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The other day I did something I should have never ever done. I did something you should never, ever—under any circumstances—do.

In a moment of obsessive deficit thinking, I took a picture of my own butt.

I put on my raspberry workout skirt that has the built-in raspberry spandex underneath. I lifted the back of the skirt up, held my phone behind me (shooting up toward my butt), switched the camera to mirror mode, and I clicked.

Then I did the second dumbest thing I had done all day. I looked at the picture.

Of course, I was aghast. There, on my phone was an upward-facing shot of my own butt in tortured raspberry spandex. (Apparently, this is what they refer to as “a bad angle.”)

“Have you lost your mind?” my husband Steve said when I told him what I did.

“Well, I just wanted to see what I was working with.”

“And did that help?”

“No. No. IT. DID. NOT.”

This just goes to show you what we will do at our own expense. We’ll sell ourselves out, time and time again, for the fix we think will—once and for all—help us feel safe in the world.

It never works. I will never take a good enough Butt Picture. Ever. And neither will you. If our insides are hurting and unattended, there isn’t a Butt Picture in the world that will make it all better. Not one. This is possibly the most profound truth I know.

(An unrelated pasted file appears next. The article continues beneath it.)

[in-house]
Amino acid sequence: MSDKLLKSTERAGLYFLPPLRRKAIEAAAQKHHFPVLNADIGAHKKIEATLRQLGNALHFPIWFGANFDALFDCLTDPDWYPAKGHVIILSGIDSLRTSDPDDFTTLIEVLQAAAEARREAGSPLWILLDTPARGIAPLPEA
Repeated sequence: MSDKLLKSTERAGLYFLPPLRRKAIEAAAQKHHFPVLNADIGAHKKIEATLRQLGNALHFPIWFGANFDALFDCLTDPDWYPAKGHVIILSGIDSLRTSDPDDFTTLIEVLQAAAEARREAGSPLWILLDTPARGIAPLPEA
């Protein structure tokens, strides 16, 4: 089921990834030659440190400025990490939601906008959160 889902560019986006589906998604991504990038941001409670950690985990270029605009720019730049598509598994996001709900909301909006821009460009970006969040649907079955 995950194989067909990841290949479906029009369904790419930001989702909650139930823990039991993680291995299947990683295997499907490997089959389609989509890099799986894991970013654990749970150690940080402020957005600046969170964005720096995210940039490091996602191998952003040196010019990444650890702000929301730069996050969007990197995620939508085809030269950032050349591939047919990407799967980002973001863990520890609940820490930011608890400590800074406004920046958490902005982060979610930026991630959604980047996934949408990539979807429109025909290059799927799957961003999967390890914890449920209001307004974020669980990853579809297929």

In Psalm 18:16-19 (MSG) the psalmist talks about being saved from the void in which he was drowning, being stood up on a wide-open field, a spacious place, surprised to be so loved. I’m obsessed with this passage because I so get it.

I get what it feels like to be drowning in a void. Drowning in my own anxious thoughts. Drowning in self-deprecation. I think every single one of us, if we’re honest, knows what it feels like to be suffocating ever so slightly.

And we all know, in our secret hearts, the crazy things we will do to try to make ourselves feel better.

But, the reality is, if we are drowning in a void, everything we try to throw into that void will be consumed. Everything. Nothing will satisfy. Nothing will save.

And, unfortunately, our attempts to make ourselves feel better just end up making us feel worse. Because they aren’t truly liberating. They’re the Great Lies. (Example of a Great Lie: “If you have a lovely butt, you will feel healed and safe and powerful and like you ultimately belong.)


we do not deserve

I once read in 12-step literature a line that stopped me cold: “We do not deserve to keep hurting ourselves.”

We do not deserve to keep bullying ourselves into a sense of belonging. We do not deserve to keep squeezing ourselves into a sense of safety.

I know this, and I forget this. I get panicked and, instead of turning toward myself with compassion, I look for the fix. I look for the thing that will satisfy the ache.

Instead, salvation is in my answer to that one little pesky question Christ is looking in my eyes and asking, “Leeana, do you want to get well?”

I take that question to be Christ’s hand extended to me, reaching toward me in great love and grace, waiting for me to reach back and grab hold so he can pull me from the abyss.

The Butt Picture will never offer me that kind of hope. (Why do I have to learn this lesson over and over and over again.)

What are you secretly hoping will rescue you? Does that thing have the power to truly offer you freedom, ease, space, breath?

Weekend mantra (let’s all put this on repeat in our souls): “There will never be a good enough Butt Picture.”


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